Gotta Catch ‘Em All! (my ventures with Pokémon Go )

On December 31, 2017, I decided to quit playing a game called Pokémon Go .
A little about Pokémon: It has been around since February 1996, six months after Sam was born. It has been a part of my life around seventeen years, due to Sam’s interest as a young child. When he used the word “evolve” appropriately in a sentence at six years old, I was impressed at his use of such a sophisticated word. Then I found out the Pokémon characters evolve; he had learned the word from the cartoon! I bought him the cute Pokémon  paraphernalia, attempted to watch the Pokémon cartoons with him, but kept a disinterested distance from it. His older sister Becca watched with him, and can still to this day sing the Jigglypuff Song.

Not that I recommend this, but as a parent of children in the technology/gaming age, I groused about this phenomenon, tried to keep it at bay, and hoped their dad would become the gaming/technology expert. When my sweet, gentle daughter of eight years old  played a game on a friend’s Atari system she quickly became the aggressor, yelling “Kill, kill!” I was mortified. That was all I needed to know, I thought. That stuff breeds aggression and has no place in our home. I did learn in the Pokémon world the characters battle, but no one is killed. That helped me a little bit, and Sam played the Pokémon games on handheld devices.  As the gaming world continued to evolve Sam showed a lot of interest and his older sister kept abreast of the world with her friends. She has astute eye-hand coordination and could beat the more-practiced friends of hers fairly quickly.

Seven years ago, I married Ken, who is a gamer. I saw his video game playing to not be all-consuming for him, and a hobby I could tolerate. Ken wanted to find a video game we could play together. I found I enjoyed Mario Kart, about twice a year, and sometimes played a game with him called Terraria. It was okay, but not compelling.

Sam was fourteen when Ken entered our lives and was interested in moving beyond his GameCube and into the X Box or PlayStation realm. I was still fairly uninformed, and  wary. I let Ken guide our purchases for Sam, relieved to be with someone who could reasonably navigate this.

In July 2016 a different kind of Pokémon game came along called Pokémon Go. It is an Augmented Reality (AR) game played on smartphones. I describe AR as an animated GPS system, overlaying the whole game on the GPS map of where you are currently holding your phone. You can also switch to your phone’s camera, with the Pokémon in the picture.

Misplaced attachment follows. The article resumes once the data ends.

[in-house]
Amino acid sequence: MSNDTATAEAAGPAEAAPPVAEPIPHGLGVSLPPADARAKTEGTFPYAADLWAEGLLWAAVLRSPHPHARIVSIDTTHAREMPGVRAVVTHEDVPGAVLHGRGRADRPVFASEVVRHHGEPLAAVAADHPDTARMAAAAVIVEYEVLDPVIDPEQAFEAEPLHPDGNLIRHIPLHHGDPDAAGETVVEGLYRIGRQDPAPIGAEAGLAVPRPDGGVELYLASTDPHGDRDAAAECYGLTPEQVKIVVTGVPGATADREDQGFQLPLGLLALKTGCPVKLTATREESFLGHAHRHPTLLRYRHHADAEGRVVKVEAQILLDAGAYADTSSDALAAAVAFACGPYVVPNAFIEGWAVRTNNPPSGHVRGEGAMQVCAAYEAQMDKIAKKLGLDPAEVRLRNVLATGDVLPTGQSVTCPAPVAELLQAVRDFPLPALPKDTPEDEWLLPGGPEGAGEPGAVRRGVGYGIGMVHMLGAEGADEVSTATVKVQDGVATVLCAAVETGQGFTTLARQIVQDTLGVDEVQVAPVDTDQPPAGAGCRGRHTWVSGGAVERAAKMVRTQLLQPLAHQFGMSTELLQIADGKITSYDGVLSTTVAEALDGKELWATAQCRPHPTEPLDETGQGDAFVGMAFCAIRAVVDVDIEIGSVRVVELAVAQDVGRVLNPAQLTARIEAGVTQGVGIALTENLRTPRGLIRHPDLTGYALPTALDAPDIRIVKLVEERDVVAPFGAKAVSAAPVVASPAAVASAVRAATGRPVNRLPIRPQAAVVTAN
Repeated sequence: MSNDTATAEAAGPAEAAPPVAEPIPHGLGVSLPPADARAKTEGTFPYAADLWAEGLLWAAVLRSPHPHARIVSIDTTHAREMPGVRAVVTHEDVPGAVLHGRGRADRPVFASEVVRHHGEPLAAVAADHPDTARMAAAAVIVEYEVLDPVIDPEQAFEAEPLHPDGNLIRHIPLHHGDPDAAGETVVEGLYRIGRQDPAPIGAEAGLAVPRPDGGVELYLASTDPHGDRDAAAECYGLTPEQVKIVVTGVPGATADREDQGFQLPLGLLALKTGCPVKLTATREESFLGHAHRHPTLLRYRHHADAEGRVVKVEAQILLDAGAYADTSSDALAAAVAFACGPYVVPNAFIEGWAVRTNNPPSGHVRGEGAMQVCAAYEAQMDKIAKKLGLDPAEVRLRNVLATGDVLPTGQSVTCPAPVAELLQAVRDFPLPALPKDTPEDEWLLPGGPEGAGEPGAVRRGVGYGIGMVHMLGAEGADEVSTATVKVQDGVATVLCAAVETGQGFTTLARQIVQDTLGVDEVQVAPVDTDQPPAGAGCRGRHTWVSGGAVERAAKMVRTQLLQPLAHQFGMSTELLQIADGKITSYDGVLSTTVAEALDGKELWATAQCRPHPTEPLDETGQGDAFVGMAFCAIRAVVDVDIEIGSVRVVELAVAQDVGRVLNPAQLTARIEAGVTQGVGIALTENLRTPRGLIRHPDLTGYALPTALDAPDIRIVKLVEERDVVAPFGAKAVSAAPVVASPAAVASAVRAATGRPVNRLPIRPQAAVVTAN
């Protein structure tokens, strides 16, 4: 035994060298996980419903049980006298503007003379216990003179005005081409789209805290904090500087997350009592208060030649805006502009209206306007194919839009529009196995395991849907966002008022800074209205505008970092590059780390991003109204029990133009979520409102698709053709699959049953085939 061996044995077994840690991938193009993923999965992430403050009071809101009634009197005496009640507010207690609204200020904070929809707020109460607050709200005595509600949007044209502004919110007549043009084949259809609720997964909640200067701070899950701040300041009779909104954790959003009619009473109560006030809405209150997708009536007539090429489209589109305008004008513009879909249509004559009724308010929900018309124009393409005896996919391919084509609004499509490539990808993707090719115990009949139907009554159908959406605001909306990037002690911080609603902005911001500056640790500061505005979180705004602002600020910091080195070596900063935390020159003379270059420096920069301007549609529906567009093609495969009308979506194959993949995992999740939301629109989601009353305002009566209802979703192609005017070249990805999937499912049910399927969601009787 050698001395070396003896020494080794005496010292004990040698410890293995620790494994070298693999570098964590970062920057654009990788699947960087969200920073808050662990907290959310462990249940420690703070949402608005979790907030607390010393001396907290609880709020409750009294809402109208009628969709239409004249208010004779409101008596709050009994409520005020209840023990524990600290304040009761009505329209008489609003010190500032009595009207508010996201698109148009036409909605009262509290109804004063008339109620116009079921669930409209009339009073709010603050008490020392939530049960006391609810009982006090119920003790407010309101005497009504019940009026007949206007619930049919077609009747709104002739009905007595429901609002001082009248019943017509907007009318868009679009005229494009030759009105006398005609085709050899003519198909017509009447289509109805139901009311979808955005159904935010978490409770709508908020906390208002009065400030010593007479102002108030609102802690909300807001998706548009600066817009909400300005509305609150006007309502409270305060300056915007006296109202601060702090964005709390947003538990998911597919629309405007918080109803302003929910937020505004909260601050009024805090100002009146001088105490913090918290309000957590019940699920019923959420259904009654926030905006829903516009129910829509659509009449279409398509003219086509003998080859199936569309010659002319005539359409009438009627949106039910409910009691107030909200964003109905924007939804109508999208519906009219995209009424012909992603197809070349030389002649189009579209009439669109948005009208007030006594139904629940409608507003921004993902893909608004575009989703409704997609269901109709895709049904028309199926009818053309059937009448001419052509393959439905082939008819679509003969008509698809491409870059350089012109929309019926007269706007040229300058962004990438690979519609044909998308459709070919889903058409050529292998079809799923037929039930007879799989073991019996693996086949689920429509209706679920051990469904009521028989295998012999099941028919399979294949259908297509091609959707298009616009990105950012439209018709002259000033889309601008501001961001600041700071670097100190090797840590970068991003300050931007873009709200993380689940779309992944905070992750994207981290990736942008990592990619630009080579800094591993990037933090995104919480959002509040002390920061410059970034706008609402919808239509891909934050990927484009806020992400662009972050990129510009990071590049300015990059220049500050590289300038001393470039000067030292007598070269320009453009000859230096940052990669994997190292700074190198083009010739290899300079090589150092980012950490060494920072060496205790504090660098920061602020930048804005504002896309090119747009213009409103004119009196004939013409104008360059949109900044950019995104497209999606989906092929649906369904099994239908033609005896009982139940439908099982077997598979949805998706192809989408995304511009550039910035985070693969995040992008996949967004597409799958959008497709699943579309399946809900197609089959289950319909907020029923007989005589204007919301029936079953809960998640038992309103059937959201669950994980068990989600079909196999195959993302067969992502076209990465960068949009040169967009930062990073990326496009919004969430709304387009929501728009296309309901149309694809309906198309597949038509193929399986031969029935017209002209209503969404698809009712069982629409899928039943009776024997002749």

A screenshot of a Charmander “in the wild”

The player can catch the Pokémon that appear, and collect the items needed to catch them with, from PokéStops . If you are not familiar with the game, or the concept, here’s a quick read on it: Pokemon Go explanation on Wikipedia

Pokemon Go decorations and favors. We made Pokeballs out of Ping-Pong balls, and a Pokestop from a hula hoop.

I had the same disinterested approach to Pokémon Go, for the first three weeks it was out. Everyone around me was playing it: my husband, children, son-in-law and local extended family. So much so when Becca offered to host a birthday party for Sam and his uncle, she used  Pokémon  Go as the theme. Because she is a skilled planner and delegator, she had all of us help make the decorations and party favors, which was a delightful extended family effort. Guests ranged in ages from two to sixty-four years old and she entertained them all. Becca created two scavenger hunts: one for the youngsters at the house, and another for the adults to walk or drive to places to collect Pokemon. Surrounded by a myriad of enthusiasts, at an absolutely enjoyable party, it finally peaked my interest.  I installed Pokemon Go on my smartphone that evening.

Ken and I started exploring Lawrence through our  Pokémon  Go games. The game added incentives to play daily and I was on it! We had a lot of fun exploring the components of the game, but mainly the part of collecting the many Pokemon. It became a part of my daily life, always ensuring I had some way to play. The only time I didn’t play was three days in July of 2017 when we were at a family gathering in Colorado. Not because we were at a family gathering, but because we had no phone reception at the retreat center in the mountains. No phone data, no Pokémon to catch.